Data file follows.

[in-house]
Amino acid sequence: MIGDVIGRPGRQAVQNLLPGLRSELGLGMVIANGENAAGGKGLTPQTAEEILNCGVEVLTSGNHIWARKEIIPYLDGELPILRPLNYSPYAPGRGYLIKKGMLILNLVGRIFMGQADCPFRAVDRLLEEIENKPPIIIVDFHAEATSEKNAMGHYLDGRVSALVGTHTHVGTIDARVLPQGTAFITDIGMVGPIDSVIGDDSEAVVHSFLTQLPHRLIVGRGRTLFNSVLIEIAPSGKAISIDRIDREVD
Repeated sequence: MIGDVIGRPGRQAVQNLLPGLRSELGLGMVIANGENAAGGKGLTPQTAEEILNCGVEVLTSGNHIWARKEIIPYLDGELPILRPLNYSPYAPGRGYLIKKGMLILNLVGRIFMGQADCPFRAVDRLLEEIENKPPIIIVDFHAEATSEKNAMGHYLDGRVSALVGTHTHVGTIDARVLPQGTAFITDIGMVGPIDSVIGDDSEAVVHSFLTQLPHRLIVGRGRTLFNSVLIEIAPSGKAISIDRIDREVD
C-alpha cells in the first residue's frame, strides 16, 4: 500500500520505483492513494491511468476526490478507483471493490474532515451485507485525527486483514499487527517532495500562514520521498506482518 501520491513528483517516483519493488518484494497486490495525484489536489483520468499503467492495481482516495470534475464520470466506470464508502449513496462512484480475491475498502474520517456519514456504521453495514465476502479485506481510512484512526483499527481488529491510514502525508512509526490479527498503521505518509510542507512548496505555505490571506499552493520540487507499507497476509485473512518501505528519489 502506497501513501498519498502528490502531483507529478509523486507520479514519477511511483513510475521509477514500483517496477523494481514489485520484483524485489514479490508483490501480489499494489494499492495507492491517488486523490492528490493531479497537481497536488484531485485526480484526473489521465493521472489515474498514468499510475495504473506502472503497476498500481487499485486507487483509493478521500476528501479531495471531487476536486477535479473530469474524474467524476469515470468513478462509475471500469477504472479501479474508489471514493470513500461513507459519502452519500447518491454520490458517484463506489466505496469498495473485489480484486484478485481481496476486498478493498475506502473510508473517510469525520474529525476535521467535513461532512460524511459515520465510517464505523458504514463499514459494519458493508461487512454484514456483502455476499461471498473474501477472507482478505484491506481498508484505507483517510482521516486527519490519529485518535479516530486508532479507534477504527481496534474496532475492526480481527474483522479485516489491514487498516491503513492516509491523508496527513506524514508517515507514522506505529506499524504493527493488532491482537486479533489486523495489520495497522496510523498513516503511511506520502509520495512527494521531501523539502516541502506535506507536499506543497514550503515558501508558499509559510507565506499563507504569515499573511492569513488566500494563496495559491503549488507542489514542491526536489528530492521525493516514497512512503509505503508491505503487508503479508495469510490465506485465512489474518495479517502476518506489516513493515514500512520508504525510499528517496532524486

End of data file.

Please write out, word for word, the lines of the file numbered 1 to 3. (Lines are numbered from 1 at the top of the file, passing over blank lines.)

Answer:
[in-house]
Amino acid sequence: MIGDVIGRPGRQAVQNLLPGLRSELGLGMVIANGENAAGGKGLTPQTAEEILNCGVEVLTSGNHIWARKEIIPYLDGELPILRPLNYSPYAPGRGYLIKKGMLILNLVGRIFMGQADCPFRAVDRLLEEIENKPPIIIVDFHAEATSEKNAMGHYLDGRVSALVGTHTHVGTIDARVLPQGTAFITDIGMVGPIDSVIGDDSEAVVHSFLTQLPHRLIVGRGRTLFNSVLIEIAPSGKAISIDRIDREVD
Repeated sequence: MIGDVIGRPGRQAVQNLLPGLRSELGLGMVIANGENAAGGKGLTPQTAEEILNCGVEVLTSGNHIWARKEIIPYLDGELPILRPLNYSPYAPGRGYLIKKGMLILNLVGRIFMGQADCPFRAVDRLLEEIENKPPIIIVDFHAEATSEKNAMGHYLDGRVSALVGTHTHVGTIDARVLPQGTAFITDIGMVGPIDSVIGDDSEAVVHSFLTQLPHRLIVGRGRTLFNSVLIEIAPSGKAISIDRIDREVD